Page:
1. Cut each rice paper into 4 equal pieces and deep fry in hot oil for about 10 seconds.
  2. Immediately remove from oil and drain in a strainer lined with a paper towel to soak up any extra grease.
  3. Serve and enjoy immediately. Season with salt and pepper or instant ramen seasoning, if you wish.

Vietnamese Rice Paper 3 Ways - Rice Paper Puffs


Rice Paper Nacho Salad

PREP TIME 15 MINS | COOKING TIME 5 MINS | SERVES 3

INGREDIENTS

6 pcs rice paper
Oil, for deep frying
3 cups carrot, julienned
3 cups cucumber, julienned
2 cups fresh herbs (sliced mint, basil, cilantro)

METHOD

  1. Cut each rice paper into 8 pieces and deep fry in hot oil for about 10 seconds.
  2. Immediately remove from oil and drain in a strainer lined with a paper towel to soak up any extra grease. Set aside.
  3. In a large mixing bowl, toss the carrots, cucumber, and fresh herbs together until well combined.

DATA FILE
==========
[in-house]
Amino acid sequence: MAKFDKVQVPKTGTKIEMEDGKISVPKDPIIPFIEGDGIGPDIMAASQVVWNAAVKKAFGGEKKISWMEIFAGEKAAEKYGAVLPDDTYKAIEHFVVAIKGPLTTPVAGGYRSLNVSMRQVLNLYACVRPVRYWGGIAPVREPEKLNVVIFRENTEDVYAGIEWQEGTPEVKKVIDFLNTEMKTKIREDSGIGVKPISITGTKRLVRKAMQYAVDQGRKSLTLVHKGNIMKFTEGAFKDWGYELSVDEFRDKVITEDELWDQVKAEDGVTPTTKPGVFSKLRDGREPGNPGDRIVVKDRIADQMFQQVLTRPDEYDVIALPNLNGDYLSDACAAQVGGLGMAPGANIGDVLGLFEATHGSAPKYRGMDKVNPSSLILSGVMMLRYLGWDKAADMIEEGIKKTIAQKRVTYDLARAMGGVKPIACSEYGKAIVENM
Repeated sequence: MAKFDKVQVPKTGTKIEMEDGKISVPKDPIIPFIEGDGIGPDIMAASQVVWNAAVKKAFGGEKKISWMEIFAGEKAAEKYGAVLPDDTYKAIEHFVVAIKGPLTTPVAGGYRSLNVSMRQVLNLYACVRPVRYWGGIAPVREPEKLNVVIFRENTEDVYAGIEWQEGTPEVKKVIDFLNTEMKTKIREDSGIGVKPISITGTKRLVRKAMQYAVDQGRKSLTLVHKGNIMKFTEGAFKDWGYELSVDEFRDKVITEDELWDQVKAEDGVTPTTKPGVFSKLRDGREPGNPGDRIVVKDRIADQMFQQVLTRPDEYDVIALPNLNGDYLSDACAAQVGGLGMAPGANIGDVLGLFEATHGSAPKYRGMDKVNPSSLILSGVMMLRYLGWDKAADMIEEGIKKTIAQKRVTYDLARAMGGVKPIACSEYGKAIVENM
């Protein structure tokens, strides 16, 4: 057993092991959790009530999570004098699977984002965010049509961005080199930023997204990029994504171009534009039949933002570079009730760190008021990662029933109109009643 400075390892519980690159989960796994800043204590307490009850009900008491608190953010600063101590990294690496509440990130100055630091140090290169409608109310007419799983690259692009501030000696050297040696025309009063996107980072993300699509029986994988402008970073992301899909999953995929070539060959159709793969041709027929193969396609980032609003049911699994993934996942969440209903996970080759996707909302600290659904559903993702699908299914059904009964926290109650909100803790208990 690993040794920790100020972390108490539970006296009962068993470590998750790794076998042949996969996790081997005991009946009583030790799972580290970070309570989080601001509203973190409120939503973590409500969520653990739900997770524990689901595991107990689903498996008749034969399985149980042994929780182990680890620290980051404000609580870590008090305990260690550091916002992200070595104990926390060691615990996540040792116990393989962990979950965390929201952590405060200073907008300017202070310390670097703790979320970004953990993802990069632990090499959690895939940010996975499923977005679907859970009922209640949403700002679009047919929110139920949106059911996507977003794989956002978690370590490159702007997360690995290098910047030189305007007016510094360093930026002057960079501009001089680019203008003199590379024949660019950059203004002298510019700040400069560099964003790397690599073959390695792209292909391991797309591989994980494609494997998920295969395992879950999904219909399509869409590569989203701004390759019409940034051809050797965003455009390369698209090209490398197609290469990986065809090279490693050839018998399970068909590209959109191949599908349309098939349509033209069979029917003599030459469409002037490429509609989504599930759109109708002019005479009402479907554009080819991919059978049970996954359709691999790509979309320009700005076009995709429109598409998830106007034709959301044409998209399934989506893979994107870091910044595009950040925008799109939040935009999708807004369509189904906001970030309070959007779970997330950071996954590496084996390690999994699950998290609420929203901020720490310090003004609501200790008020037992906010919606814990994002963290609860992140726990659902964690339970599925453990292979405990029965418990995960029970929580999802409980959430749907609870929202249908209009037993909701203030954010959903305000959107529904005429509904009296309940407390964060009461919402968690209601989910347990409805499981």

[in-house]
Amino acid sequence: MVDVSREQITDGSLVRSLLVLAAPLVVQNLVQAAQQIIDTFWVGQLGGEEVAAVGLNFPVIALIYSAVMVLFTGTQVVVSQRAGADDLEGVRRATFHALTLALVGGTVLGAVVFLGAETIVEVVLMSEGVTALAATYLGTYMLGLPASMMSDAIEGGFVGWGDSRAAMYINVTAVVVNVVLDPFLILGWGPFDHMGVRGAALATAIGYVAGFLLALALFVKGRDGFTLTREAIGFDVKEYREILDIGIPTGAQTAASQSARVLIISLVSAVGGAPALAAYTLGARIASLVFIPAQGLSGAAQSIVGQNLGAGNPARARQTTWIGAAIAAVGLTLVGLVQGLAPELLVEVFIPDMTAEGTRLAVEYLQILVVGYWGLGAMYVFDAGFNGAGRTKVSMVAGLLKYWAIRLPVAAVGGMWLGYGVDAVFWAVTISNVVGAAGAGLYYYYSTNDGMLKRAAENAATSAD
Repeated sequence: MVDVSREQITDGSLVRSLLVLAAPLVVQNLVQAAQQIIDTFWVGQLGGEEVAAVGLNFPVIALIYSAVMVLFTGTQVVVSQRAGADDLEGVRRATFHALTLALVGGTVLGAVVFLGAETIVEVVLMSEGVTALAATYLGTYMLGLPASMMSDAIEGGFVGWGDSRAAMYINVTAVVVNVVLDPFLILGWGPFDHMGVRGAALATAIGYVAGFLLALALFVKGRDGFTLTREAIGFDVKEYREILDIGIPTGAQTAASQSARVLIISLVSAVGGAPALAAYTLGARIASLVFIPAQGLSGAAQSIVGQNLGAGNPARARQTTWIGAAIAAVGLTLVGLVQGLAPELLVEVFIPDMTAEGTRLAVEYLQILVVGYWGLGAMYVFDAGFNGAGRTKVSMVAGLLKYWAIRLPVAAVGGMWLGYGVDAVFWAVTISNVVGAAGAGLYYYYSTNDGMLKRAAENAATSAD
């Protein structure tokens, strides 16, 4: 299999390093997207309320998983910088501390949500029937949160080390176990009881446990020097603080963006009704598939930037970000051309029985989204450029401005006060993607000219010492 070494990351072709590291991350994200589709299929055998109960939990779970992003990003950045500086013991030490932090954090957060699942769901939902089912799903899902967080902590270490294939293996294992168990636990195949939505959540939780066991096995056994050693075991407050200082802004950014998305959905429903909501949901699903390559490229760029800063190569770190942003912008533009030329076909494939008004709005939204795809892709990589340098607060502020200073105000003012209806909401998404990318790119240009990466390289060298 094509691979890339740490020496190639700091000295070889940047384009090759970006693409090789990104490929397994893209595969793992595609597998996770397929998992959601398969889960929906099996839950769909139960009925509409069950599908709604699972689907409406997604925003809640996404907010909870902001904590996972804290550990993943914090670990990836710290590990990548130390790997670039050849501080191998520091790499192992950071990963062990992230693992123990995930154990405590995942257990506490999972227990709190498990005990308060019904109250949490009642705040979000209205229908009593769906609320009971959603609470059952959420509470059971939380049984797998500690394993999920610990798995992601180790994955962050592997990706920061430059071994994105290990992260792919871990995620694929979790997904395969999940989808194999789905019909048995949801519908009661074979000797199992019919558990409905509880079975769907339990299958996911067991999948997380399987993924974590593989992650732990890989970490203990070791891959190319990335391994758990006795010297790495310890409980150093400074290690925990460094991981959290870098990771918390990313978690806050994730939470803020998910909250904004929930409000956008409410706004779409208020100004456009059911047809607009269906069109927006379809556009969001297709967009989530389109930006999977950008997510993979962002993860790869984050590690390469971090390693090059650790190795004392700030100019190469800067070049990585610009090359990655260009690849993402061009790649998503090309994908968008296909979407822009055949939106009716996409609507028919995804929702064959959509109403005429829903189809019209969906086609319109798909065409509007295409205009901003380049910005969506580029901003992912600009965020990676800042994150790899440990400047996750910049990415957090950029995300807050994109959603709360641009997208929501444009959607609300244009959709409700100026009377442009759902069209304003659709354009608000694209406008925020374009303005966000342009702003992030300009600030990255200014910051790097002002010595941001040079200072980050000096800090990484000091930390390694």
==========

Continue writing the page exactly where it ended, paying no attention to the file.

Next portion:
4. Transfer the salad to a large serving dish and prop the fried rice paper slices around it.
  5. Serve and enjoy immediately. Season the fried rice paper slices with salt and pepper or instant ramen seasoning, if you wish.

Vietnamese Rice Paper 3 Ways - Rice Paper Nacho Salad


Vietnamese Salad in Rice Paper Flower Cups

PREP TIME 20 MINS | COOKING TIME 5 MINS | SERVES 3

INGREDIENTS

  • 3 pcs rice paper
  • 3 tsp cooked rice
  • Oil, for deep frying
  • 3 cups carrot, julienned
  • 3 cups cucumber, julienned
  • 2 cups fresh herbs (sliced mint, basil, cilantro)
  • 1/4 cup water
  • 3 tbsp lemon juice
  • 2 tbsp granulated sugar
  • 1 tbsp sesame oil
  • 2 tsp fish sauce (or more, to taste)
  • 2 garlic cloves, finely minced
  • 2 red bird’s eye chilies, finely minced

METHOD

  1. Press a teaspoon of cooked rice in the middle of the rice paper.
  2. Cut the rice paper into 4 parts up until where the cooked rice is, and deep fry in hot oil for about 10 seconds.
  3. Immediately remove from oil and drain in a strainer lined with a paper towel to soak up any extra grease. Set aside.
  4. In a large mixing bowl, toss the carrots, cucumber, and fresh herbs together until well combined. Set aside.